Colin Sheridan: The Dubs are already picking away at our hopes and dreams

Spring break in the National Football League, and after three rounds of drama including timekeeping issues, ridiculous red cards and a fixture list designed by Jared Kushner, there exists much food for thought, even if the conclusions are pretty much the same.

Colin Sheridan: The Dubs are already picking away at our hopes and dreams

Spring break in the National Football League, and after three rounds of drama including timekeeping issues, ridiculous red cards and a fixture list designed by Jared Kushner, there exists much food for thought, even if the conclusions are pretty much the same.

As the curtain fell on two epic All-Ireland finals last autumn, there was a sense that we were closer than we had been in a decade to an end to the dominance of Dublin, which was as majestic in its execution as it was suffocating in its grim reality.

Like a relationship you know is doomed to fail but desperately want to succeed, we — that is everybody outside Dublin — ruminated over every sigh, every text, every ellipsis, as if it were a clue that the blue tide was going out.

Jim Gavin gone? Surely only a matter of time before Clucko joins him. As for Dessie? Na Fianna won nothing under him so surely he can’t be up to much.

Yeah, we did what all people do when they desperately wish something to be so, despite compelling evidence to the contrary. We sought comfort in the arms of other theories, believed what we wanted, disregarding the rest.

Three weeks of league football later, and the truth is a cold bitch.

Watching Dublin stutter to a draw Saturday night against Monaghan was nearly as demoralising as watching them hammer a team by a cricket score. At one stage, it seemed they were at least 40 points down with Monaghan showing no signs of slowing.

A quick change of the childer’s nappy and the gap had lessened but remained substantial enough to encourage a check on how Fr Ray was doing on Dancing with the Stars. A loss, any loss, especially in Croke Park, would provide another morsel of evidence that the dynasty was dust.

Of course this was to ignore the fact the Farney were practically at full strength and and playing as if it was their last night on earth.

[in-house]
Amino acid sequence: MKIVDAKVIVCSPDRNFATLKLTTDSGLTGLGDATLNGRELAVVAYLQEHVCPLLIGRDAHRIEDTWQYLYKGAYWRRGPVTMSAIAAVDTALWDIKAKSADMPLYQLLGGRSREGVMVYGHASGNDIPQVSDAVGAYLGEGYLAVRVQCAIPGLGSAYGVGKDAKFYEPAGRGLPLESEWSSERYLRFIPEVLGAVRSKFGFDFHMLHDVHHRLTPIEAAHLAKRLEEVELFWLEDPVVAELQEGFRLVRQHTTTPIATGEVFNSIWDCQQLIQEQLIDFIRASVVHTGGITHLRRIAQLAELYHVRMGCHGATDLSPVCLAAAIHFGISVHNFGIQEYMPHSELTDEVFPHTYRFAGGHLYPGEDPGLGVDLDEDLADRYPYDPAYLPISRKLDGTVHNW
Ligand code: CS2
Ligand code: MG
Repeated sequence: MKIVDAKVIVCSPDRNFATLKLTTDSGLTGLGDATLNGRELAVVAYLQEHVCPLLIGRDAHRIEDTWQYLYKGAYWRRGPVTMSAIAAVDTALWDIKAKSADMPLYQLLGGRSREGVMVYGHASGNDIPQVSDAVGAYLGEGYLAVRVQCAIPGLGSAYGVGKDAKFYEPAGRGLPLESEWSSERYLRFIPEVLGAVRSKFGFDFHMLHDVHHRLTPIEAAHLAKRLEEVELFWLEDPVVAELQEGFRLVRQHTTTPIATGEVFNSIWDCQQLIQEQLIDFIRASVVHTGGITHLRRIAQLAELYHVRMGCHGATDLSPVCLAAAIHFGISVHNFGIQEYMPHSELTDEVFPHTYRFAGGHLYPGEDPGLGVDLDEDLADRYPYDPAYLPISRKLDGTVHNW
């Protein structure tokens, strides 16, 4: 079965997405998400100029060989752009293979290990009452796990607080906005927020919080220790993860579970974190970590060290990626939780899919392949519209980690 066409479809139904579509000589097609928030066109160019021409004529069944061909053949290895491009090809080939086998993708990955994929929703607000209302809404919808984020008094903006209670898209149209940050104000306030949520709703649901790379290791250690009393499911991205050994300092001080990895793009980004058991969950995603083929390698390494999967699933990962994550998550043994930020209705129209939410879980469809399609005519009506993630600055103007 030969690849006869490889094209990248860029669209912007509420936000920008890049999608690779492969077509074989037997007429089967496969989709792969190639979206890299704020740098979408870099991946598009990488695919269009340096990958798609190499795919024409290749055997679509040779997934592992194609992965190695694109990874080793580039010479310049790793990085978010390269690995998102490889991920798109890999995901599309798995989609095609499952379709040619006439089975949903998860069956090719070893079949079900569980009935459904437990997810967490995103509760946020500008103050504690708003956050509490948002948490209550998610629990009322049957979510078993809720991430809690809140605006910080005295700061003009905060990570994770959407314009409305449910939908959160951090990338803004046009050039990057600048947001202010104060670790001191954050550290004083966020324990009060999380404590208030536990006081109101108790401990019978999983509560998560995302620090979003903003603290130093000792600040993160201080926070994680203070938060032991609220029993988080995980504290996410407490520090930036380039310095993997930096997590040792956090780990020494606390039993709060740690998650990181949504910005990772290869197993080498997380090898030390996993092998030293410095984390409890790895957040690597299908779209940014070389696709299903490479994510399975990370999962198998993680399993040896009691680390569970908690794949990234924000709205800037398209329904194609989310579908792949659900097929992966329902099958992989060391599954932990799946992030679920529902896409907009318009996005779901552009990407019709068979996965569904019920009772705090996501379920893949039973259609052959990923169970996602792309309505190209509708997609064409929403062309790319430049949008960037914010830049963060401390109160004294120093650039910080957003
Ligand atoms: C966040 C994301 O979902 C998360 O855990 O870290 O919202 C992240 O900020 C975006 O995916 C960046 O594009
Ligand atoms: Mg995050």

Alas, rarely has a draw been so brutal in its consequence — that being the realisation that everything begins and ends with Dublin. The gooey bit in the middle?

Well, that’s for us to savour because otherwise, what’s the point? The nine minutes of garbage time in Croke Park — only justified if consistently applied — played out like the movie Inception. Nobody had a clue how it came to end the way it did, but all we knew for certain was some dreams were stolen. Specifically, ours.

So, where does it leave us? Right now, based on all the evidence presented from last summer to this past weekend, Kerry remain best placed to challenge Dublin.

Notwithstanding their travails in atrocious conditions in Omagh Sunday, their forward six — if minded — could destroy before them if given the platform to perform.

That platform very much depends on what is happening between the goalkeeper and midfield.

For the third consecutive weekend, the Kerry defence treated every opposition attacker that approached them as if they had the coronavirus. Either Donie Buckley has decided an effective defensive strategy is an ongoing process best executed mid-summer, or he’s not being listened to in the Kingdom. All the more reason the Kerry attack needs to stay fresh and healthy.

If there was any blessing that came with David Clifford’s controversial dismissal — presumably given for his offensive haircut — it was the merciful reduction in his playing minutes.